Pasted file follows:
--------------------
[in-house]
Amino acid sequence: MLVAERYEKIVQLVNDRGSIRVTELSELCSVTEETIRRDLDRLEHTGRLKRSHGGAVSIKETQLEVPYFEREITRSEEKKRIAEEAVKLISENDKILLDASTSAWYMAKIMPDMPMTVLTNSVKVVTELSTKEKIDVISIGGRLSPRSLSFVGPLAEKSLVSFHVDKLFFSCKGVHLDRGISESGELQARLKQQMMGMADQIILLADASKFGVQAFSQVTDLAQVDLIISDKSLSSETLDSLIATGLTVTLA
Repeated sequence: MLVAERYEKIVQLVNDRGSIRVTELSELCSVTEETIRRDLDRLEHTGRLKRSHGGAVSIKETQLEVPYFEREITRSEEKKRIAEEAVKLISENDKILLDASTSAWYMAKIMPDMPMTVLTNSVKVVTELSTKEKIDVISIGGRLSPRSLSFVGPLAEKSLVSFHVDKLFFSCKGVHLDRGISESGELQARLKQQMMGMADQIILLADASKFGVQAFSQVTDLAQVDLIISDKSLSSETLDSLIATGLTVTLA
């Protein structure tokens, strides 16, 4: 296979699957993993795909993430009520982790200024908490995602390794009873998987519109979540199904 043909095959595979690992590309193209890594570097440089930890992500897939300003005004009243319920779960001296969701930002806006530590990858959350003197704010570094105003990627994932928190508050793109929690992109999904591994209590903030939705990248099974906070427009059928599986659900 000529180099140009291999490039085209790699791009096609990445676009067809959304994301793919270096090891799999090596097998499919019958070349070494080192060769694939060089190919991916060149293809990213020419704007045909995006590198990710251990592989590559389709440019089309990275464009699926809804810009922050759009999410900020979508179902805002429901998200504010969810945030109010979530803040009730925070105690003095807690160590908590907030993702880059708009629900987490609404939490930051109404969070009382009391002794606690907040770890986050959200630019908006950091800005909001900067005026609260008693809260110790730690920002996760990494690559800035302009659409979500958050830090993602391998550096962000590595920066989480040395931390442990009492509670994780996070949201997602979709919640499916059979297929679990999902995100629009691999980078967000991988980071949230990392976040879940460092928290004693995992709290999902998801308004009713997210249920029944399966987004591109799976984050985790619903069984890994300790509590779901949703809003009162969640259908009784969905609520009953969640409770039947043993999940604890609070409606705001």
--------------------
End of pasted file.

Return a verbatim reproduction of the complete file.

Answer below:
[in-house]
Amino acid sequence: MLVAERYEKIVQLVNDRGSIRVTELSELCSVTEETIRRDLDRLEHTGRLKRSHGGAVSIKETQLEVPYFEREITRSEEKKRIAEEAVKLISENDKILLDASTSAWYMAKIMPDMPMTVLTNSVKVVTELSTKEKIDVISIGGRLSPRSLSFVGPLAEKSLVSFHVDKLFFSCKGVHLDRGISESGELQARLKQQMMGMADQIILLADASKFGVQAFSQVTDLAQVDLIISDKSLSSETLDSLIATGLTVTLA
Repeated sequence: MLVAERYEKIVQLVNDRGSIRVTELSELCSVTEETIRRDLDRLEHTGRLKRSHGGAVSIKETQLEVPYFEREITRSEEKKRIAEEAVKLISENDKILLDASTSAWYMAKIMPDMPMTVLTNSVKVVTELSTKEKIDVISIGGRLSPRSLSFVGPLAEKSLVSFHVDKLFFSCKGVHLDRGISESGELQARLKQQMMGMADQIILLADASKFGVQAFSQVTDLAQVDLIISDKSLSSETLDSLIATGLTVTLA
């Protein structure tokens, strides 16, 4: 296979699957993993795909993430009520982790200024908490995602390794009873998987519109979540199904 043909095959595979690992590309193209890594570097440089930890992500897939300003005004009243319920779960001296969701930002806006530590990858959350003197704010570094105003990627994932928190508050793109929690992109999904591994209590903030939705990248099974906070427009059928599986659900 000529180099140009291999490039085209790699791009096609990445676009067809959304994301793919270096090891799999090596097998499919019958070349070494080192060769694939060089190919991916060149293809990213020419704007045909995006590198990710251990592989590559389709440019089309990275464009699926809804810009922050759009999410900020979508179902805002429901998200504010969810945030109010979530803040009730925070105690003095807690160590908590907030993702880059708009629900987490609404939490930051109404969070009382009391002794606690907040770890986050959200630019908006950091800005909001900067005026609260008693809260110790730690920002996760990494690559800035302009659409979500958050830090993602391998550096962000590595920066989480040395931390442990009492509670994780996070949201997602979709919640499916059979297929679990999902995100629009691999980078967000991988980071949230990392976040879940460092928290004693995992709290999902998801308004009713997210249920029944399966987004591109799976984050985790619903069984890994300790509590779901949703809003009162969640259908009784969905609520009953969640409770039947043993999940604890609070409606705001």